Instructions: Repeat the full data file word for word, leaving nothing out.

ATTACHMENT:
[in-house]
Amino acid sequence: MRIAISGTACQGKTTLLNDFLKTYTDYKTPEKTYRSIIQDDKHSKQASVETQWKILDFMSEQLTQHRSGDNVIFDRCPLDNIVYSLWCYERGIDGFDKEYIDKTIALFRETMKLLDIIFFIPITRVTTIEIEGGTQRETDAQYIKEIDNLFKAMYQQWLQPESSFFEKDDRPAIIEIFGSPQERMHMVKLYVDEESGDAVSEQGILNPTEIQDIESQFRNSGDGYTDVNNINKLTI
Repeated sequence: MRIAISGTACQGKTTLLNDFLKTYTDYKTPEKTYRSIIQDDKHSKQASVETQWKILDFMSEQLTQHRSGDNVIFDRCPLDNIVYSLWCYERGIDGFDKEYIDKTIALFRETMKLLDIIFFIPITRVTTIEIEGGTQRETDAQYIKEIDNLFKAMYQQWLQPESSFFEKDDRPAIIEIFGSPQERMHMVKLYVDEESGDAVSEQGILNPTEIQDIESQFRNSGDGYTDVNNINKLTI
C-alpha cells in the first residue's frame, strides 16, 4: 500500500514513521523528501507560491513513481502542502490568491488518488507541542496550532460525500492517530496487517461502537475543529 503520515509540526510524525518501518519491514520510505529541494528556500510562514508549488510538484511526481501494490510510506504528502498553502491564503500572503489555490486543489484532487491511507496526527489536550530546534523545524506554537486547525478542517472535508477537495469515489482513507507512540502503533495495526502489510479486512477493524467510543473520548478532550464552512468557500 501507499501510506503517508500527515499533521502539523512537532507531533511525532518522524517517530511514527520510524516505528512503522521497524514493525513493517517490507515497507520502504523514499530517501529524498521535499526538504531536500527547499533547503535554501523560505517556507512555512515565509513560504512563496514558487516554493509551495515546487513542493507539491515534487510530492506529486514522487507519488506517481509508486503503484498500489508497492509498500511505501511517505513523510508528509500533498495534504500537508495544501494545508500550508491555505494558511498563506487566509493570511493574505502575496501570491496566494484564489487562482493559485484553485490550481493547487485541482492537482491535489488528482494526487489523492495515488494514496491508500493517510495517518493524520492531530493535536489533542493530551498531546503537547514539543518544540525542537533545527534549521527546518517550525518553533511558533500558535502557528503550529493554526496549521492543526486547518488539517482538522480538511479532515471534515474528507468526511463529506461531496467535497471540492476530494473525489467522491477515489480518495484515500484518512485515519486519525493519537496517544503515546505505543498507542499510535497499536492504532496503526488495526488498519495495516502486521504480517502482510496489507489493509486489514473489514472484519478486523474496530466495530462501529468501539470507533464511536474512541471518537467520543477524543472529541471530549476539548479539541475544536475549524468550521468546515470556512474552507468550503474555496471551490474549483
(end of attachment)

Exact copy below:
[in-house]
Amino acid sequence: MRIAISGTACQGKTTLLNDFLKTYTDYKTPEKTYRSIIQDDKHSKQASVETQWKILDFMSEQLTQHRSGDNVIFDRCPLDNIVYSLWCYERGIDGFDKEYIDKTIALFRETMKLLDIIFFIPITRVTTIEIEGGTQRETDAQYIKEIDNLFKAMYQQWLQPESSFFEKDDRPAIIEIFGSPQERMHMVKLYVDEESGDAVSEQGILNPTEIQDIESQFRNSGDGYTDVNNINKLTI
Repeated sequence: MRIAISGTACQGKTTLLNDFLKTYTDYKTPEKTYRSIIQDDKHSKQASVETQWKILDFMSEQLTQHRSGDNVIFDRCPLDNIVYSLWCYERGIDGFDKEYIDKTIALFRETMKLLDIIFFIPITRVTTIEIEGGTQRETDAQYIKEIDNLFKAMYQQWLQPESSFFEKDDRPAIIEIFGSPQERMHMVKLYVDEESGDAVSEQGILNPTEIQDIESQFRNSGDGYTDVNNINKLTI
C-alpha cells in the first residue's frame, strides 16, 4: 500500500514513521523528501507560491513513481502542502490568491488518488507541542496550532460525500492517530496487517461502537475543529 503520515509540526510524525518501518519491514520510505529541494528556500510562514508549488510538484511526481501494490510510506504528502498553502491564503500572503489555490486543489484532487491511507496526527489536550530546534523545524506554537486547525478542517472535508477537495469515489482513507507512540502503533495495526502489510479486512477493524467510543473520548478532550464552512468557500 501507499501510506503517508500527515499533521502539523512537532507531533511525532518522524517517530511514527520510524516505528512503522521497524514493525513493517517490507515497507520502504523514499530517501529524498521535499526538504531536500527547499533547503535554501523560505517556507512555512515565509513560504512563496514558487516554493509551495515546487513542493507539491515534487510530492506529486514522487507519488506517481509508486503503484498500489508497492509498500511505501511517505513523510508528509500533498495534504500537508495544501494545508500550508491555505494558511498563506487566509493570511493574505502575496501570491496566494484564489487562482493559485484553485490550481493547487485541482492537482491535489488528482494526487489523492495515488494514496491508500493517510495517518493524520492531530493535536489533542493530551498531546503537547514539543518544540525542537533545527534549521527546518517550525518553533511558533500558535502557528503550529493554526496549521492543526486547518488539517482538522480538511479532515471534515474528507468526511463529506461531496467535497471540492476530494473525489467522491477515489480518495484515500484518512485515519486519525493519537496517544503515546505505543498507542499510535497499536492504532496503526488495526488498519495495516502486521504480517502482510496489507489493509486489514473489514472484519478486523474496530466495530462501529468501539470507533464511536474512541471518537467520543477524543472529541471530549476539548479539541475544536475549524468550521468546515470556512474552507468550503474555496471551490474549483